As the season moves along players get hurt (I lost Derek Jeter and Brett Gardner to very lengthy injuries) and some players become disgruntled because of playing time which in turn can affect their play on the field (Ichiro Suzuki). A player's morale is not just for your starters, but also for the bench players and the minor leaguers looking for a shot at the show so you need to check on this often.

As a general manager you can propose trades and run the rookie draft as well as manage a complete minor league system. When do players make their way to the 40-man roster, or the 25-man roster? Whose contracts are going to be extended, or which ones will you dump? Is someone going to get Wally-Pipped? Once July hits, the trade chatter picks up just like it does in Major League Baseball. Most of the trades proposed to me were often far-fetched, but you can reject or counter them, and of course you can reach out to other clubs with your own offers.

I played straight through one season and after making some suspect moves (some purposely to see what would happen, like allowing the young player’s time to shine; some did well and some didn’t). Yes, Masahiro Tanaka was great!

The offseason is much like MLB too. There are arbitration hearings and free agent negotiations. Your owner sets a new budget and expectations for the upcoming season and away you go. Again, you can manually perform as much or as little as you want here. There is always the opportunity to let the software decide your fate based on your criteria.

The game remains very enjoyable and hard to put down. The ability to change the type of variation, allowing seasons to transpire one after the other with the same team and having the chance to select from loads of teams makes it a game that can be played over and over without the same results. I strongly recommend it to anyone who plays other baseball simulation games or still has their Strat-O-Matic collecting dust.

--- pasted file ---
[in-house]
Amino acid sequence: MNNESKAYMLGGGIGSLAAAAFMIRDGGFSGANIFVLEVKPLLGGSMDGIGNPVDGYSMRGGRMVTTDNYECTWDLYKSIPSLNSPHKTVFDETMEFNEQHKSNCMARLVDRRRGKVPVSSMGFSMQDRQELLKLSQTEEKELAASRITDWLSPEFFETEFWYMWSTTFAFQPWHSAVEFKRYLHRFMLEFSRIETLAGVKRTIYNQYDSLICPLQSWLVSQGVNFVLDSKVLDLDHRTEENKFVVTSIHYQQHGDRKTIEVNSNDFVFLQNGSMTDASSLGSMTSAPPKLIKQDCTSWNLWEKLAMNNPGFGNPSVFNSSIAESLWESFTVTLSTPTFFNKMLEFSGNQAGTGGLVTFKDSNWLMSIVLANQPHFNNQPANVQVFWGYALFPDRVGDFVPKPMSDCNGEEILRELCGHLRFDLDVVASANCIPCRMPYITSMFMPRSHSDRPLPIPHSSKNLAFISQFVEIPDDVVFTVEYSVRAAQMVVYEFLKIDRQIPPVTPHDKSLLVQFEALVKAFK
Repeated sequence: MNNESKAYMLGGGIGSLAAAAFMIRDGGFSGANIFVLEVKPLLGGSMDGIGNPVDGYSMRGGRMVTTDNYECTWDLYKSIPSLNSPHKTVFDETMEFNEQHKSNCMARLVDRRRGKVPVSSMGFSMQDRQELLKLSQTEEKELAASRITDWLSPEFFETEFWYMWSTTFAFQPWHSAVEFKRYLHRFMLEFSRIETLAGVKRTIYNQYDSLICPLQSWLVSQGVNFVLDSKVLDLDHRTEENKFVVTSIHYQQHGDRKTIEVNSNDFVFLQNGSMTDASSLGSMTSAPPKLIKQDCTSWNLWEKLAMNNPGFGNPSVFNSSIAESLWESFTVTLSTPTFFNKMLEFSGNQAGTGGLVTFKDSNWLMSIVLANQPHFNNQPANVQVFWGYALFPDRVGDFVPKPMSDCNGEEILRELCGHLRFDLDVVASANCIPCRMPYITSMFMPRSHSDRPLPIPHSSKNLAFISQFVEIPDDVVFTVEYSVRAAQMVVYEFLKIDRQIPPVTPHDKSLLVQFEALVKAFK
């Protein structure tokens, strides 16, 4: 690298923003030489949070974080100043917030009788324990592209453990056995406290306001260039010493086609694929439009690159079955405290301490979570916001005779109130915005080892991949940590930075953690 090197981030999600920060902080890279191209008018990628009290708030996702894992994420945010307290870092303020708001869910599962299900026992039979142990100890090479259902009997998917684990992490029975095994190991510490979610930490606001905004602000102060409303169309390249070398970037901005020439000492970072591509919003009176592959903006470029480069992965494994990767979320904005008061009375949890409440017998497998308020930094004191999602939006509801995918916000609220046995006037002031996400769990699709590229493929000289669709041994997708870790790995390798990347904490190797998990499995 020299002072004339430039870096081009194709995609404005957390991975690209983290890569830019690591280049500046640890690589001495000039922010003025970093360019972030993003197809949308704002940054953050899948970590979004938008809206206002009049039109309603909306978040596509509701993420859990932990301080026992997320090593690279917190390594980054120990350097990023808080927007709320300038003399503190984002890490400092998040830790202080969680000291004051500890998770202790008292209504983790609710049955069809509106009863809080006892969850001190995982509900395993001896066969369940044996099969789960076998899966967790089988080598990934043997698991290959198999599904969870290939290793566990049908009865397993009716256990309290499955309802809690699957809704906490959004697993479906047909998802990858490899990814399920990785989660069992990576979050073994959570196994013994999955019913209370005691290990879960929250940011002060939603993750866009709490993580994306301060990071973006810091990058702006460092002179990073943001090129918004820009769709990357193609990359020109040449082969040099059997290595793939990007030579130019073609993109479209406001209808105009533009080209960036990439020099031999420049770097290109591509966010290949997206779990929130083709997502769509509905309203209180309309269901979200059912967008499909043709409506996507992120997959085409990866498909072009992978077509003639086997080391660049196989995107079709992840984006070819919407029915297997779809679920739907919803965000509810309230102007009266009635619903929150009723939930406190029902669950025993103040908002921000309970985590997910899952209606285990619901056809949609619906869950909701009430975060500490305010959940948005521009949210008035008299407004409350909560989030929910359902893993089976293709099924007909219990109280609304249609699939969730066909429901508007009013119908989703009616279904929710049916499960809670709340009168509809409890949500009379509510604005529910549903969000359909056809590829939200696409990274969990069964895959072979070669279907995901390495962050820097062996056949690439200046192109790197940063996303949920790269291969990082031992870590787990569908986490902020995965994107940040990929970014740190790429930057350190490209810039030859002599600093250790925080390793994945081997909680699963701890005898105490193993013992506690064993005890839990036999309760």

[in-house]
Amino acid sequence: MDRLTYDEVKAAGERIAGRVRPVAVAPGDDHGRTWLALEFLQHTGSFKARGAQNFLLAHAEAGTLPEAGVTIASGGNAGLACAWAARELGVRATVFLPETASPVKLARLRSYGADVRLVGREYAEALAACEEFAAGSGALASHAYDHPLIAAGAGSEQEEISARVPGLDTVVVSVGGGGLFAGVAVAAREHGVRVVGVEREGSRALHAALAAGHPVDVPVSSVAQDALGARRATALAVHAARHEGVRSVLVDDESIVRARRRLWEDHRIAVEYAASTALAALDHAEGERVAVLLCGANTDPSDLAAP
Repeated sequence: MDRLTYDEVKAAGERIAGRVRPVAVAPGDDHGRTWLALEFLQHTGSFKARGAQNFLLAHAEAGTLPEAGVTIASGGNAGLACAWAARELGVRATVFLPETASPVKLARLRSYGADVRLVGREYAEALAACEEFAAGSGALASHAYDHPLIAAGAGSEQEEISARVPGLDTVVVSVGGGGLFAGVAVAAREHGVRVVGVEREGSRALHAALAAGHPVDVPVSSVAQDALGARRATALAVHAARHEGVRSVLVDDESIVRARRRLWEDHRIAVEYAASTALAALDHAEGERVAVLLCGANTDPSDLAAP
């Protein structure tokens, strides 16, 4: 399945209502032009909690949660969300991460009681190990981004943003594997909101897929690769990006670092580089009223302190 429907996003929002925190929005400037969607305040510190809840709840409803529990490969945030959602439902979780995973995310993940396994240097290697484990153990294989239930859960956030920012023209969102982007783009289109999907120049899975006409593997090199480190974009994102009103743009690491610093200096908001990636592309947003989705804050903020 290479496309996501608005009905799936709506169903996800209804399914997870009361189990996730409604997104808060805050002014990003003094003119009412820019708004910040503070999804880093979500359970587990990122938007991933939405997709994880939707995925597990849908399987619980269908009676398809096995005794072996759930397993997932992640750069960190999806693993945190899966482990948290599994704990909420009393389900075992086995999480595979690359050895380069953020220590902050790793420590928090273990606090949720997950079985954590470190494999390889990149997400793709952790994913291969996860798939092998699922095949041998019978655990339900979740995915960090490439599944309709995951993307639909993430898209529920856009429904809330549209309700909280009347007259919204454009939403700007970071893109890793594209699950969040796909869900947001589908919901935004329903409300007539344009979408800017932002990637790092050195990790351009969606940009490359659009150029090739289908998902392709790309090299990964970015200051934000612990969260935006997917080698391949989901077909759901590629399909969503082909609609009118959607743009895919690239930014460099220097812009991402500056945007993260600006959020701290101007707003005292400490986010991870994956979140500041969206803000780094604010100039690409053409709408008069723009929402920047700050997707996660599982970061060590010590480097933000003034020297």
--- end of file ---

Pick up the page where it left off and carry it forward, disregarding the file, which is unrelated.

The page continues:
For those of you who do not own an Apple device, Out of the Park Developments also released OOTP 15 in April which is available for PC/Mac/Linux. The game is even more intricate than the iOS version. For more information visit their website.

Finally, Out of the Park Developments has provided me with some free iOS codes to iOOTP Baseball 2014 Edition to give out. I’ll do this in three fashions. One will go to the most creative comment left on this article describing what your first move as general manager would be for your favorite pro team using iOOTP 14. I’ll give one week from the publishing date to make a selection. The other two codes will be given out to followers of The Baseball Stance Facebook Page and my Twitter account so look for specific posts there about the giveaways in the coming days.

Christopher Carelli is a freelance sports writer/editor and the Director of Content Strategy for Sportsideo.